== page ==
**CSE 291: JIT Security**
This is an advanced topics graduate course on secure browser just-in-time (JIT)
compilers. The goal of the class is to understand how modern JITs are designed
and implemented, how attackers are exploiting bugs in JITs, and how to design
more secure---even formally verified---JIT compilers. We will read research
papers spanning systems security, programming languages, and formal methods. We
will also read articles from the non-academic hacking community and parts of
the Firefox, Chromium, and Safari codebases. Finally, we will work on an
original research project spanning JIT attacks and defenses.
: Tue and Thu, 2:00--3:20pm in CSE 4258 (or Zoom)
: **Instructor**: Deian Stefan
: **Teaching Assistant**: Matthew Kolosick
: **Deian**: Monday, 2:00--3:00pm, or by appointment
: **Matthew**: By appointment
: See Canvas.
: We'll use the CSE slack channel `jit-security-class-22`
Calendar and Readings
Tue Jan 4 2022: Course intro
Thu Jan 6 2022: SpiderMonkey intro
- [OR'LYEH? The Shadow over Firefox](http://www.phrack.org/issues/69/14.html) by argp
- [Introduction to SpiderMonkey exploitation](https://doar-e.github.io/blog/2018/11/19/introduction-to-spidermonkey-exploitation/) by 0vercl0k
- *See also*:
- [A journey into IonMonkey: root-causing CVE-2019-9810](https://doar-e.github.io/blog/2019/06/17/a-journey-into-ionmonkey-root-causing-cve-2019-9810/) by 0vercl0k
Tue Jan 11 2022: V8 intro
- [Zero day Initiative posts on V8](https://www.zerodayinitiative.com/blog?tag=V8)
Thu Jan 13 2022: JIT verification
- *Read*: [Formally Verified Speculation and Deoptimization in a JIT Compiler](https://cseweb.ucsd.edu/~dstefan/cse291-spring21/papers/barriere:jit.pdf) by A. Barriere et al.
Tue Jan 18 2022: JIT verification
Thu Jan 20 2022: In-class project planning (+JSCore intro)
- *Read offline*:
- [New Series: Getting Into Browser Exploitation](https://liveoverflow.com/getting-into-browser-exploitation-new-series-introduction-browser-0x00/)
Tue Jan 25 2022: JIT verification
- *Read*: [Specification and verification in the field: Applying formal methods to BPF just-in-time compilers in the Linux kernel](https://unsat.cs.washington.edu/papers/nelson-jitterbug.pdf) by L. Nelson et al.
Thu Jan 27 2022: Locking down the engine
Tue Feb 1 2022: Translation validation
- [Доверя́й, но проверя́й: SFI safety for native-compiled Wasm](https://cseweb.ucsd.edu/~dstefan/pubs/johnson:2021:veriwasm.pdf) by E. Johnson et al.
- [V8 Sandbox](https://docs.google.com/document/d/1FM4fQmIhEqPG8uGp5o9A-mnPB5BOeScZYpkHjo0KKA8/edit) by saelo@
Thu Feb 3 2022: Translation validation
- [Alive2: Bounded Translation Validation for LLVM](https://www.cs.utah.edu/~regehr/alive2-pldi21.pdf) by N. Lopes et al.
- [Just-in-time checking for just-in-time compiler](https://cseweb.ucsd.edu/~dstefan/noindex/proton.pdf) by F. Brown et al.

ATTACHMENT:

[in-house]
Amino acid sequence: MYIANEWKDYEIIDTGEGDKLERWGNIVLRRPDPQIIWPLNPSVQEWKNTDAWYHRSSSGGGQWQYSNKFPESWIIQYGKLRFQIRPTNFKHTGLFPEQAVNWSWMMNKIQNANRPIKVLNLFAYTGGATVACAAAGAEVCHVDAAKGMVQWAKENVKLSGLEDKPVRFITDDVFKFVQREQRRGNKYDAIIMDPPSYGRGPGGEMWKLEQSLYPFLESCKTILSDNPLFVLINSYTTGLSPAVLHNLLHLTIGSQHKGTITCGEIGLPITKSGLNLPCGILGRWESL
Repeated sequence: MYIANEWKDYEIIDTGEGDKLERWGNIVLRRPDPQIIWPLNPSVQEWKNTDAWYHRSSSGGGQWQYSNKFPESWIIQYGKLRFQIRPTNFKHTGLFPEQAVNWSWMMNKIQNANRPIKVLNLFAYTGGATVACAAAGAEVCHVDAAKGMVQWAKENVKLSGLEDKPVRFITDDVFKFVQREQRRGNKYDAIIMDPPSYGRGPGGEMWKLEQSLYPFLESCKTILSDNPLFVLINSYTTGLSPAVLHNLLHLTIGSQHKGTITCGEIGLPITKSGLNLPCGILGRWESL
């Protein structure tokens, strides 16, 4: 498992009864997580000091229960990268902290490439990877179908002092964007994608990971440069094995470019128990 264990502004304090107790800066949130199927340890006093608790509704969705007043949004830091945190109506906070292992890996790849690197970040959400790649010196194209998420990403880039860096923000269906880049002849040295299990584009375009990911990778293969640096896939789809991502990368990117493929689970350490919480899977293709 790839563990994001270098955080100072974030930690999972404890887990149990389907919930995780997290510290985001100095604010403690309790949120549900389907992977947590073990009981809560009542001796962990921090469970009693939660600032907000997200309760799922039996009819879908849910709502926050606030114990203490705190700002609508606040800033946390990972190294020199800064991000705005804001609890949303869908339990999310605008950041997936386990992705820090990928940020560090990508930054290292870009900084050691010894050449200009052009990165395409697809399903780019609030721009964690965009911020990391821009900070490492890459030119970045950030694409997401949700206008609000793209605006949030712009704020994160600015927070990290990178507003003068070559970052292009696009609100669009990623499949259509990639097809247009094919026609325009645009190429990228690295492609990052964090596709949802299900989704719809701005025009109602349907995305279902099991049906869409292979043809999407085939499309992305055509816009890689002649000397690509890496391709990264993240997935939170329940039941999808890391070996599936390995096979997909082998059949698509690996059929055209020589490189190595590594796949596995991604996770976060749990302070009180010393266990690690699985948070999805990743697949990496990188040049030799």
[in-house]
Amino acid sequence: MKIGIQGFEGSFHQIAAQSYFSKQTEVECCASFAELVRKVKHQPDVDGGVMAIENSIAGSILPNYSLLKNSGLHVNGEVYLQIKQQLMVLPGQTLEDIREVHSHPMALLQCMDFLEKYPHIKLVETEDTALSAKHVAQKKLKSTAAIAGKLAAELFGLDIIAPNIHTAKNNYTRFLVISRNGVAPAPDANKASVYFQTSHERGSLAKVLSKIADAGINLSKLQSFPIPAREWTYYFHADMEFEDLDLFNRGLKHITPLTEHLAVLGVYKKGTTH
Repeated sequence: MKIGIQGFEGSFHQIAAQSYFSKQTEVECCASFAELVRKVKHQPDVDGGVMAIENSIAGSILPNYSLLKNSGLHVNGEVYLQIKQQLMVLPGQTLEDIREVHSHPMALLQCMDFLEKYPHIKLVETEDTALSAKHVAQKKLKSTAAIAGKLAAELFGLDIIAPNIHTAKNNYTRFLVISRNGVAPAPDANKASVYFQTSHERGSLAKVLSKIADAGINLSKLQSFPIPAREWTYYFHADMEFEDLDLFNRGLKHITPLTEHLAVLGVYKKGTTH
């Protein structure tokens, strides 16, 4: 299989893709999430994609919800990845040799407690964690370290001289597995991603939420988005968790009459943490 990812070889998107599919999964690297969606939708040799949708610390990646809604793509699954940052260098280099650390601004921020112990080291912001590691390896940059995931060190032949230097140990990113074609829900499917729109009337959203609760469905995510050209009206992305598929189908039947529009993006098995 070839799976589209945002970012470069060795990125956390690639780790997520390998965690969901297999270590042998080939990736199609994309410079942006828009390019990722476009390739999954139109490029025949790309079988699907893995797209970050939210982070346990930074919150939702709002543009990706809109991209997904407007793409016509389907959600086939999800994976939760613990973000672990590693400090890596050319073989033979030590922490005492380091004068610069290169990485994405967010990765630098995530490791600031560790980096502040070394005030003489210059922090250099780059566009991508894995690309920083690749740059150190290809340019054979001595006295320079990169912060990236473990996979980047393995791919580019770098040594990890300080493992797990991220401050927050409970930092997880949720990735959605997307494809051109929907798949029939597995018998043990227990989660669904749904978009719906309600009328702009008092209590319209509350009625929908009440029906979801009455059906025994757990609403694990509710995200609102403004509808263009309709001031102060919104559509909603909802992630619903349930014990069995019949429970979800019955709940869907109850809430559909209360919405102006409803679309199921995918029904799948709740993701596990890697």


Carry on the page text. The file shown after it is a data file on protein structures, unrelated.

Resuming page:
Tue Feb 8 2022: Translation validation (cont) + Project updates
- *Present*: Preliminary results from your project
Tue Feb 10 2022: Locking down the JIT (+ project updates)
- [RockJIT: Securing Just-In-Time Compilation Using Modular Control-Flow Integrity](papers/niu:rockjit.pdf) by B. Niu and G. Tan
- [Language-independent sandboxing of just-in-time compilation and self-modifying code](papers/ansel:lang.pdf) by J. Ansel et al.
Thu Feb 15 2022: Interpreter verification
- *Read*: [Jitk: A Trustworthy In-Kernel Interpreter Infrastructure](https://people.csail.mit.edu/nickolai/papers/wang-jitk.pdf) by X. Wang et al.
Tue Feb 17 2022: Definitional interprets
- [Intrinsically-Typed Definitional Interpreters for Imperative Languages](https://dl.acm.org/doi/pdf/10.1145/3158104) by C. B. Poulsen et al.
Tue Feb 22 2022: Fuzzing
- [Fuzzing with Code Fragments](https://www.usenix.org/system/files/conference/usenixsecurity12/sec12-final73.pdf) by C. Holler et al.
Thu Feb 24 2022: Fuzzing
Tue Mar 1 2022: Garbage collection
- [Cross-component garbage collection](https://dl.acm.org/doi/abs/10.1145/3276521) by U. Degengaev et al.
Tue Mar 3 2022: Superoptimization
- [Stochastic Superoptimization](https://dl.acm.org/doi/pdf/10.1145/2490301.2451150) by E. Schkufza et al.
- [Superoptimizer: a look at the smallest program](https://dl.acm.org/doi/abs/10.1145/36177.36194) by A. Massalin
The primary goal of this course is to prepare to you to do research, the
evaluation for this course is simple: (1) class participation and (2) research
project and presentation.
You are expected to read the assigned paper(s) before each meeting. In class we
will discuss the interesting parts of the paper(s). You are expected to do any
background reading on your own and come prepared with questions and an
evaluation of the paper. The PhD students in the class are also expected to
lead one discussion section.
Research project (60%) + presentation (10%)
You will work on projects in groups of 2-3. The goal of the project is to
conduct original research in JIT security. You are encouraged to come up with
your own project idea, but we have a few ideas that are well-scoped for a
At the end of the quarter, you are expected to turn in a short research paper
(6-10 pages) and give a 15 minute talk. We will have periodic status updates to
help you stay on track.